The Government took in over €50.7bn in tax revenue in 2017 — nearly €3bn, or 6%, more than in 2016, despite income tax and Vat receipts falling short of targets, writes Geoff Percival.
Gains made from the sale of a portion of the State’s shareholding in AIB also helped Ireland record a surplus of over €1.9bn last year, which compared to a deficit of just over €1bn in 2016.
The strong tax showing came in spite of a weak December, which saw a 2.2%, or €76m, shortfall against the Government’s initial targets. December’s under performance was mainly due to anticipated weak excise duty receipts, which came in €175m short of target.
Overall, however, tax revenues amounted to almost €3.45bn last month, 8.5% up on a year-on-year basis.
December was also a non-Vat month, with receipts last month €37m below target. At nearly €1.73bn, income tax, for the month, was 0.9% ahead of expectation and 6.3% up on the corresponding month in 2016.
Corporation tax also had a good December, with receipts running at €548m, nearly 20% ahead of expectation and almost 90% up on a year earlier.
As well as being up on an annual basis, the overall 2017 tax take of €50.7bn was 0.2%, or €116m, ahead of target.
While all tax headings were up on the previous year, income tax, Vat, and excise missed their annual targets.
At just over €20bn, income tax receipts were up 4.4%, year on year, but 1.2% short of target. Vat receipts, at €13.3bn, were up 7.1% for the year, but were 0.5% below expectation.
Regarding income tax receipts still lagging behind target despite an outperforming labour market, Grant Thornton’s Peter Vale said “a suggestion that lower-paid part-time roles might explain the discrepancy”.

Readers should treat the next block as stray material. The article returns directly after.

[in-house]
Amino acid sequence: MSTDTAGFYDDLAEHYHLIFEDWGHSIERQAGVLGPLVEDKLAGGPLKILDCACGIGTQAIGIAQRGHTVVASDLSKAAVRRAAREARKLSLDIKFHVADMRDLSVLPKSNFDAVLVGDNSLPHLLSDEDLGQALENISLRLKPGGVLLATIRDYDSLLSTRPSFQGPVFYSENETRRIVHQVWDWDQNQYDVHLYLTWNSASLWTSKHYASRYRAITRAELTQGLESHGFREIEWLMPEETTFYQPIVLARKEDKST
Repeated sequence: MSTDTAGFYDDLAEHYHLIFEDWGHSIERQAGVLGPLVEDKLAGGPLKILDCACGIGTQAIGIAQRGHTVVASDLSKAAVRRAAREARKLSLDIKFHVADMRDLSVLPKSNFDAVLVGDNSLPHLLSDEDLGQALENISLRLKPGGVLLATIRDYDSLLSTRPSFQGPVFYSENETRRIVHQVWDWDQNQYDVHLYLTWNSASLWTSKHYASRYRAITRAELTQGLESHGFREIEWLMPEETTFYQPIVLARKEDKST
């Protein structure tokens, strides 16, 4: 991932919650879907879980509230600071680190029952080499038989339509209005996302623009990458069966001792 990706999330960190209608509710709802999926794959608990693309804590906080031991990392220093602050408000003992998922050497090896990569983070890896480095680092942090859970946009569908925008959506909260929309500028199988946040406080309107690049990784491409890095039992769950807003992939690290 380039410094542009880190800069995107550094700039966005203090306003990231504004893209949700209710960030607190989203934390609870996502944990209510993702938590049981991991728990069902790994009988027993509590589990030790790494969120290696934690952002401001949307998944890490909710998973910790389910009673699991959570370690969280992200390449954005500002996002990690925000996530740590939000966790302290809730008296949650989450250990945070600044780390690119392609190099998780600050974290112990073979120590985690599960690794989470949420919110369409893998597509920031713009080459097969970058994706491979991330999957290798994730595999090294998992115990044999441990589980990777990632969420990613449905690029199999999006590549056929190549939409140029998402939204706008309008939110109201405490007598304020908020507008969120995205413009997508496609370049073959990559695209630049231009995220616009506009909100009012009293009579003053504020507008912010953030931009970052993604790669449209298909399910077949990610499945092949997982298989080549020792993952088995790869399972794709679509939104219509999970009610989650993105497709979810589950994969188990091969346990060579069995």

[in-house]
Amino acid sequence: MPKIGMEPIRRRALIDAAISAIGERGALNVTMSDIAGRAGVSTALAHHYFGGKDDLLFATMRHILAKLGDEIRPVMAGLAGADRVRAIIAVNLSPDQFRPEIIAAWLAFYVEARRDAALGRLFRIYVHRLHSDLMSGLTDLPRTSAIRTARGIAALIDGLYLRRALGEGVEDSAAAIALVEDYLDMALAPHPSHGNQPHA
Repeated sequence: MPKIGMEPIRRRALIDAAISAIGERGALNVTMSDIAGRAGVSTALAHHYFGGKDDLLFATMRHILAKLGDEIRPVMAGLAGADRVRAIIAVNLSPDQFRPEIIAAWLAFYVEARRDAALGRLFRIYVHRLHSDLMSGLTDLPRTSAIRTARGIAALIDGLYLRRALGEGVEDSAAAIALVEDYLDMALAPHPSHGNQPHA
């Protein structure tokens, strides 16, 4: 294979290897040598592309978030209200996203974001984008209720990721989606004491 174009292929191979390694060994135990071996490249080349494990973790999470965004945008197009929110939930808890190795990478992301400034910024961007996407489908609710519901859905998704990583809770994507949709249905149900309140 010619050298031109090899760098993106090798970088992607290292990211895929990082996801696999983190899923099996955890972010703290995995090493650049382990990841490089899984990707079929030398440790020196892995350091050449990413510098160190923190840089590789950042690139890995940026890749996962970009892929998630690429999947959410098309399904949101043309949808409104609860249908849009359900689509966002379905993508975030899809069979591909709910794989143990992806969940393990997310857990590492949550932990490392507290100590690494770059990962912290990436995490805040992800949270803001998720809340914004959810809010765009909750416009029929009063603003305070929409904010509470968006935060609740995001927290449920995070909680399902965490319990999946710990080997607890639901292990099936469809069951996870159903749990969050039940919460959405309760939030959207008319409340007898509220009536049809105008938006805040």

Corporation tax amounted to €8.2bn for the year, 6.3% ahead of target and nearly 12% up on 2016 levels. There is a growing concern that corporation tax, which makes up 16% of total tax revenues, is being over-relied upon to drive growth.
“The volatility of corporation tax adds uncertainty to the Government’s revenue base as demographic and infrastructure pressures significantly add to spending in the coming years,” said Davy economist David McNamara, who added that Ireland’s budget deficit should fall to 0.2% of GDP this year.
“The US tax reform package, with its ‘carrot and stick’ approach to luring jobs back to the US, creates some uncertainty for Ireland,” said Mr Vale.
“While we believe that both countries can benefit from the changes, it will be some time before the full impact is known.
“Our view is that the corporation tax numbers are sustainable, notwithstanding the recent US tax reform package and the contribution made by large US multinationals to the corporate tax take,” he said.
Finance Minister Paschal Donohoe said the 2017 figures represent “a very solid performance” which “clearly underscores the improving economy”.
“Reflecting our broadly based recovery, all tax headings have recorded annual growth, with overall receipts now 60% above our 2010 low point,” he said.
“This fiscal outturn provides a good platform to start 2018. However, we remain vigilant to the potential challenges we face, including Brexit. We will continue careful management of the public finances.”